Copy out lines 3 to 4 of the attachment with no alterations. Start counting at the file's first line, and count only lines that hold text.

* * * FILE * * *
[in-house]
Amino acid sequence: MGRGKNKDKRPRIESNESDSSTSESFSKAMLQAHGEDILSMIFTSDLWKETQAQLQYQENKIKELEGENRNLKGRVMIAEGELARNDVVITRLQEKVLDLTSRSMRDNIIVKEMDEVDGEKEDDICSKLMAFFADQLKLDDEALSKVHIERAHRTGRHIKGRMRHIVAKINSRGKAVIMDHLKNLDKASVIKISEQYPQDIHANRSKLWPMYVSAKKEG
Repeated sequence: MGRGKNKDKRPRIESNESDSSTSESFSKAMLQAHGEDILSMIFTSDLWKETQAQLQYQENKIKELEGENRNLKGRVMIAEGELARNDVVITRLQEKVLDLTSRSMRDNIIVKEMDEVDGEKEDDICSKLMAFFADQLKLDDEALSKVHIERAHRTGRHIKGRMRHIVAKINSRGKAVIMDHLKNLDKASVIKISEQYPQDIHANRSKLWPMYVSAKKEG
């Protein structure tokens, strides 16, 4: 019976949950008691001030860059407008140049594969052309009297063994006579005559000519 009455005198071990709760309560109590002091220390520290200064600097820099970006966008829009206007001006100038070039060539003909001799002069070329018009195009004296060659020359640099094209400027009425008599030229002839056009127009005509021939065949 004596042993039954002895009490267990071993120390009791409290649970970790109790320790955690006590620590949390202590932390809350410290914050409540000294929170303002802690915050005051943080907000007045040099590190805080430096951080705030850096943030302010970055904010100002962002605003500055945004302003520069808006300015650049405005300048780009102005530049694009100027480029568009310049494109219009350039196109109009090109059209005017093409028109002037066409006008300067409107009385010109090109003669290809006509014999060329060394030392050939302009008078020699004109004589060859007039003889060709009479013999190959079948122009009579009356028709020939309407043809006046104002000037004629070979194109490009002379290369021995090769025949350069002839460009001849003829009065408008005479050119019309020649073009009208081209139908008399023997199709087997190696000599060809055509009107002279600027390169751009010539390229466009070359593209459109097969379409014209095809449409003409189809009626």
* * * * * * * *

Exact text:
Repeated sequence: MGRGKNKDKRPRIESNESDSSTSESFSKAMLQAHGEDILSMIFTSDLWKETQAQLQYQENKIKELEGENRNLKGRVMIAEGELARNDVVITRLQEKVLDLTSRSMRDNIIVKEMDEVDGEKEDDICSKLMAFFADQLKLDDEALSKVHIERAHRTGRHIKGRMRHIVAKINSRGKAVIMDHLKNLDKASVIKISEQYPQDIHANRSKLWPMYVSAKKEG
């Protein structure tokens, strides 16, 4: 019976949950008691001030860059407008140049594969052309009297063994006579005559000519 009455005198071990709760309560109590002091220390520290200064600097820099970006966008829009206007001006100038070039060539003909001799002069070329018009195009004296060659020359640099094209400027009425008599030229002839056009127009005509021939065949 004596042993039954002895009490267990071993120390009791409290649970970790109790320790955690006590620590949390202590932390809350410290914050409540000294929170303002802690915050005051943080907000007045040099590190805080430096951080705030850096943030302010970055904010100002962002605003500055945004302003520069808006300015650049405005300048780009102005530049694009100027480029568009310049494109219009350039196109109009090109059209005017093409028109002037066409006008300067409107009385010109090109003669290809006509014999060329060394030392050939302009008078020699004109004589060859007039003889060709009479013999190959079948122009009579009356028709020939309407043809006046104002000037004629070979194109490009002379290369021995090769025949350069002839460009001849003829009065408008005479050119019309020649073009009208081209139908008399023997199709087997190696000599060809055509009107002279600027390169751009010539390229466009070359593209459109097969379409014209095809449409003409189809009626």